A Truth Machine, as described in the novel, is a combination of scanning hardware and sophisticated software that is capable of
1) deciding with 100% accuracy whether or not a particular human's veracity can be judged using the device, and
2) in those humans it decides it can read accurately, detecting deceit, again with 100% accuracy.
Not "near 100% accuracy" - it's stated explicitly in the book that even 98% is not good enough to achieve the goals set for the device. 100%.
Right there I have a problem; I don't think that any system can tell with 100% accuracy when it can be used accurately. I would be tempted to say that it's mathematically impossible for any nontrivial system to be entirely immune from false positives - from thinking it's okay when it's not. Some cybernetic equivalent to Godel's Incompleteness Theorem, perhaps.
Detecting deceit would be trivial in comparison, yet I have a hard time believing that one either, given the wide variability in how brains seem to do their business. I suspect the footprint of the nebulous concept "deceit" in one brain has no guaranteed common factors with that footprint in another. An empirically-trained neural net could catch most cases of deceit, that I do not doubt, and in fact great strides have apparently been made in that area recently... but the accuracy Halperin demands of the device is not, in my opinion, physically possible. (I may have to retract this view, though, in light of research I encountered in June 2001 on the "P300" area of EEGs; this particular trace appears to provide a reliable and automatic way of detecting a brain's guilty recognition of something, and hence may lead to a real-world "truth" machine.)
That is even assuming that the "Truth Machine" would be used only as a force for good (assuming that truth = goodness). There's a reason why "poor and honest" is a cliché; it seems far more likely to me that the machine would be used to keep the poor honest, by the rich and powerful who would never have to submit to its effects. Halperin's attempts to work around this problem seem to me to be unbelievable.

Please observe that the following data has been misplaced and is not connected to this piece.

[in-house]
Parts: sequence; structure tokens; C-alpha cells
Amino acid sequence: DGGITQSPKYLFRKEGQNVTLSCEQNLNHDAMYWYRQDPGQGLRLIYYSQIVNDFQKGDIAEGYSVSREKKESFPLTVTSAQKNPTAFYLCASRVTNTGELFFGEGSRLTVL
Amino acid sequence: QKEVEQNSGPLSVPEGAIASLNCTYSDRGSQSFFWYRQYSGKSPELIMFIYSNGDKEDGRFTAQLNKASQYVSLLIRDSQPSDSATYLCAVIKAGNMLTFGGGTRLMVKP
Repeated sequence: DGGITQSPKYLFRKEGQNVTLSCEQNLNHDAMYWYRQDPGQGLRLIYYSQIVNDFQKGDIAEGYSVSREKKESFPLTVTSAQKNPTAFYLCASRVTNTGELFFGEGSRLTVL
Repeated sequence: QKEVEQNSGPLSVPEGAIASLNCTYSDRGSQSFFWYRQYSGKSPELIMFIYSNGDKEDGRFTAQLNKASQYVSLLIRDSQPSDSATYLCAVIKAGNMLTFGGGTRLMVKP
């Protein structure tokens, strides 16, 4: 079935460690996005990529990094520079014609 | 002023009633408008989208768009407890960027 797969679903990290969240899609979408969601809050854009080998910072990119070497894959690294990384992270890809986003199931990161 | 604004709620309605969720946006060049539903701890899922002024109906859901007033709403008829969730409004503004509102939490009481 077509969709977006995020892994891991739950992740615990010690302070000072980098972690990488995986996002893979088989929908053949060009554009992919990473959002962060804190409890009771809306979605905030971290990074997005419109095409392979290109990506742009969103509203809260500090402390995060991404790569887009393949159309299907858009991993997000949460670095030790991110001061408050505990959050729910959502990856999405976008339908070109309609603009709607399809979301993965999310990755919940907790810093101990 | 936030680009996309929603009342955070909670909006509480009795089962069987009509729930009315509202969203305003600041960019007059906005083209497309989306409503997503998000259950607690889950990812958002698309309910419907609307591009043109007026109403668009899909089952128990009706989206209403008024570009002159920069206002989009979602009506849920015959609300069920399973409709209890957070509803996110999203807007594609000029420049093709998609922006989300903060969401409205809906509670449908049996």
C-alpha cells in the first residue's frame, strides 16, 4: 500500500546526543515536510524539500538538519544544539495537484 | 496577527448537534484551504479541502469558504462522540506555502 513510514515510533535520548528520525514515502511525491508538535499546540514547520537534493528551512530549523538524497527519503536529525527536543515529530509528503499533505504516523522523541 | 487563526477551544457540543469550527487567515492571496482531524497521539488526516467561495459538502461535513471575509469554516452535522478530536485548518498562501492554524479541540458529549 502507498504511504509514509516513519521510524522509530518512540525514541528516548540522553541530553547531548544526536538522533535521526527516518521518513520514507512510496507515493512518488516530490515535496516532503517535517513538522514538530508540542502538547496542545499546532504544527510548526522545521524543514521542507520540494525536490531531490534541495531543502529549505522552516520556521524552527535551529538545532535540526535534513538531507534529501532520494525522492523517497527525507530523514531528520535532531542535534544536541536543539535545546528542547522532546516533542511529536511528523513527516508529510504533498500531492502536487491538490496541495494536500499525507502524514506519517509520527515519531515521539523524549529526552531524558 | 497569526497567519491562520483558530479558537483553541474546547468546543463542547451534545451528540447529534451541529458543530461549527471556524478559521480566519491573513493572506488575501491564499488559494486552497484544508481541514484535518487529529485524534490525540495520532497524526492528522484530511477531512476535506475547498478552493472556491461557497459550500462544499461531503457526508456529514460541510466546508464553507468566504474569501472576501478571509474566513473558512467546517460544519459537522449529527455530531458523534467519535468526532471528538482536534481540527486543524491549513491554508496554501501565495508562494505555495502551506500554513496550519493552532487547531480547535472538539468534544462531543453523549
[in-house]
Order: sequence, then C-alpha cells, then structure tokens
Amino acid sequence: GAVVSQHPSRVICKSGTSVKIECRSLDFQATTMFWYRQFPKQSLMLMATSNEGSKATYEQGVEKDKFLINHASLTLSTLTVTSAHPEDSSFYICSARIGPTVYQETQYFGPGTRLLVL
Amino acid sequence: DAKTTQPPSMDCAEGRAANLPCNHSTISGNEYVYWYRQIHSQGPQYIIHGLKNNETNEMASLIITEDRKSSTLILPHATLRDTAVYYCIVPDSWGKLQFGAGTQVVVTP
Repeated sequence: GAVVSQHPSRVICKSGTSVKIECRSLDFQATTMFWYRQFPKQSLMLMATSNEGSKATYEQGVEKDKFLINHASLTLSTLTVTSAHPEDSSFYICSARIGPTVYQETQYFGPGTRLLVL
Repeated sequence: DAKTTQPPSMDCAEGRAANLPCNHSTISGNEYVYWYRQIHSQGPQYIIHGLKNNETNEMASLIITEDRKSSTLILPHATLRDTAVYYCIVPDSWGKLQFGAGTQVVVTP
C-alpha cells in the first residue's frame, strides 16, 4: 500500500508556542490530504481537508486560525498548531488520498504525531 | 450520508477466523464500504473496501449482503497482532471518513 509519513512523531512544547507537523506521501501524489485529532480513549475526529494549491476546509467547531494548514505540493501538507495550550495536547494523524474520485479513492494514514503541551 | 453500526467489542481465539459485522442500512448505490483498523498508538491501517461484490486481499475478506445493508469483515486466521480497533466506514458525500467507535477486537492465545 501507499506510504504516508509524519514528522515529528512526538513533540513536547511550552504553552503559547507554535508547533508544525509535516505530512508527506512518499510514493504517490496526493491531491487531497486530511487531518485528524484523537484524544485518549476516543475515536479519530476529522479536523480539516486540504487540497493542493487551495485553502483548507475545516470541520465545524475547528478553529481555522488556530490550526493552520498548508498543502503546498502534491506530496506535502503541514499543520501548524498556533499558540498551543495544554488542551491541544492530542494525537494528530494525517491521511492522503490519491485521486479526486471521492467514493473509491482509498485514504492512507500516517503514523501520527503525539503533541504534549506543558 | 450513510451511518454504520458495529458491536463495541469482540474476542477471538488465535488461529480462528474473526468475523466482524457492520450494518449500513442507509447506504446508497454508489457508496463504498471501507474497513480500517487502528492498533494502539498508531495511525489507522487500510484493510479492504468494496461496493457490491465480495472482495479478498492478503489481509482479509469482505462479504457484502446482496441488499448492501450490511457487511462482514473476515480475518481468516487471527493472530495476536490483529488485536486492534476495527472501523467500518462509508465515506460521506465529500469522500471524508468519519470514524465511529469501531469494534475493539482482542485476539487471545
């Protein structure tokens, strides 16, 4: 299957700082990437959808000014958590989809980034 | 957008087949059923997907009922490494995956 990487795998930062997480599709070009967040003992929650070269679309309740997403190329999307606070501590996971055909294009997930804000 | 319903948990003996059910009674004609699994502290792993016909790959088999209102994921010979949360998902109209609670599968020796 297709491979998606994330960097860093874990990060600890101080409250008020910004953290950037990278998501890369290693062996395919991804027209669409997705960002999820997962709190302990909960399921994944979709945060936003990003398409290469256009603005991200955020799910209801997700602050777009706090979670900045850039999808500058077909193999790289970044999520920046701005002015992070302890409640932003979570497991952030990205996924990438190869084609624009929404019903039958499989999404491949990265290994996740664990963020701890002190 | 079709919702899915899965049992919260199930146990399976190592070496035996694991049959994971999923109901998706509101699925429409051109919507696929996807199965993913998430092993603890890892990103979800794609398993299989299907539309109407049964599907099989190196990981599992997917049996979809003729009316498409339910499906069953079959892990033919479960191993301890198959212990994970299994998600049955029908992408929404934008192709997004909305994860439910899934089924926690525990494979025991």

Worse, though, is the fact that the so-called "Truth Machine" in the book doesn't actually measure truth at all. It measures only deception, making no distinction between a true belief and a false belief honestly held. (Halperin actually acknowledges this in the novel once, early on, but the rest of it blithely ignores both this fact and its implications.)
Unlike some, I am not always willing to impute conscious deceit to those who disagree with me. I believe that many, if not most, truly believe the positions they're taking, however untenable they may be to my own more enlightened outlook. They're not deceiving me, and the Truth Machine wouldn't have any problem passing them for whatever test they're taking. Yet this doesn't prevent them from doing, sincerely, [what I think is] the wrong thing.
In a world continually wracked by the convictions of believers, does Halperin really think that the elimination of conscious deceit would fix as much as he says it does?
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Last updated June 11, 2001.
©1997, 2001 Alan P. Scott. All rights reserved.